In 2001 Dr. Sharp was introduced to Functional Medicine, which provides a biochemical framework for viewing health as the intricate and interconnected function of our physiological systems. This helped bring a scientific basis to the Traditional Chinese Medicine he had studied in the late ’90s for an acupuncture course, where the causation of symptoms is understood in the context of connection and interrelatedness of systems. Under both of these paradigms, the assumption is that properly nurtured, the innate wisdom of the body can both defend itself against ‘invasion’ by pathogens and right itself when imbalance occurs.
Since then, his practice has been primarily this:
- To understand illness and unwellness as a disruption of the innately balanced function of our interconnected metabolic processes;
- To address imbalance and dysfunction by nurturing those processes back to health.
The process is often a fascinating task of detective work – working with the client to understand the complex chronology of events that led to the illness and developing a working hypothesis regarding its source and treatment. The more complex the illness the more useful this approach can be. Most people with complex illness innately understand that the gastrointestinal, mood, and pain symptoms, for example, are all related but when discussing their illness with a conventional medical specialist the specialist is only interested in the system of their specialty.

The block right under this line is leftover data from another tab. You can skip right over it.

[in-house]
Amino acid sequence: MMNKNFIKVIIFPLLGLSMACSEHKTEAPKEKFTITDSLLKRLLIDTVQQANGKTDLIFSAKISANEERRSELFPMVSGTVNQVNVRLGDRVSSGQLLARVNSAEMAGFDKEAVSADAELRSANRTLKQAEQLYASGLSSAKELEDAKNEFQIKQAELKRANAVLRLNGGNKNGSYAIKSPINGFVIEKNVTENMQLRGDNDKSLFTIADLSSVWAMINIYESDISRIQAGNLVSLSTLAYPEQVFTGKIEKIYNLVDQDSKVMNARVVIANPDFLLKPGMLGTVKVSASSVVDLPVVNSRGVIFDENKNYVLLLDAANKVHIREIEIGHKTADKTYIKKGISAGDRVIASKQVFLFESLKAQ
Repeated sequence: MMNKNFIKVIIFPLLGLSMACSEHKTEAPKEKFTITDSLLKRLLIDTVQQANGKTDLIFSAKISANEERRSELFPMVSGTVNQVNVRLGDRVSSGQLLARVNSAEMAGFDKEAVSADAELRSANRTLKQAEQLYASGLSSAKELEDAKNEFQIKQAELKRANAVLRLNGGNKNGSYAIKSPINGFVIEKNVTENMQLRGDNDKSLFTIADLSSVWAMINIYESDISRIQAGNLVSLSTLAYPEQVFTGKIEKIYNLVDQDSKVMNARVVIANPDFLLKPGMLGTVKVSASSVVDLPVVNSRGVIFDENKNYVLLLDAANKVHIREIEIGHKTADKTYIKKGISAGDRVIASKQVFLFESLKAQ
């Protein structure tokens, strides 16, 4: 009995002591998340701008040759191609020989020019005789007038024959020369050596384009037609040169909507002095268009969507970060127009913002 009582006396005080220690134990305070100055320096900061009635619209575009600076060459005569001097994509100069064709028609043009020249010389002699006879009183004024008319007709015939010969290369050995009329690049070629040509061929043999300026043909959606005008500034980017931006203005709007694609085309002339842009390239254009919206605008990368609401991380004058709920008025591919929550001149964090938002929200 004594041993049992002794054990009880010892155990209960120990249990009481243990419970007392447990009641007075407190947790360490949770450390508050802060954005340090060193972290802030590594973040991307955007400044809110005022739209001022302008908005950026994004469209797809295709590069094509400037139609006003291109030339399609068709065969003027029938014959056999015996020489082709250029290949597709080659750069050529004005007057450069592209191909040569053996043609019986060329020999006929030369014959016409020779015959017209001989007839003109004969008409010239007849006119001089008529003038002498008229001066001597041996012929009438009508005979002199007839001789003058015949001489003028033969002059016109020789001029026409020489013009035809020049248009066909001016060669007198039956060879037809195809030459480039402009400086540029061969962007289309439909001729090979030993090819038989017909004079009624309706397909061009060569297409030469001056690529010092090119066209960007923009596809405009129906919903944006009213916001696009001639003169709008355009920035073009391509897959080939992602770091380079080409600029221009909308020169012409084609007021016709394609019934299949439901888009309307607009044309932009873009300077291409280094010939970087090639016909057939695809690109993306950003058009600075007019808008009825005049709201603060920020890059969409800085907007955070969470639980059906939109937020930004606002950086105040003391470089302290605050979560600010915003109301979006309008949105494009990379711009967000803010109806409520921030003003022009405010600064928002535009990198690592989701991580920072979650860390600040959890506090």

Sometimes we undertake biological testing to gather more data; other times we start with targeted nutritional supplements and therapeutic lifestyle changes. Pharmaceutical medication is sometimes a necessary tool in this approach to recovering balanced function, though rarely as a first course.
In our practice, functional medicine is a process of discovery and as such is often slower than a primarily pharmaceutical approach. We believe it ultimately offers much more promise for achieving and sustaining wellness, and prolonging life, than the symptom-suppression of pharmaceutical medicine alone.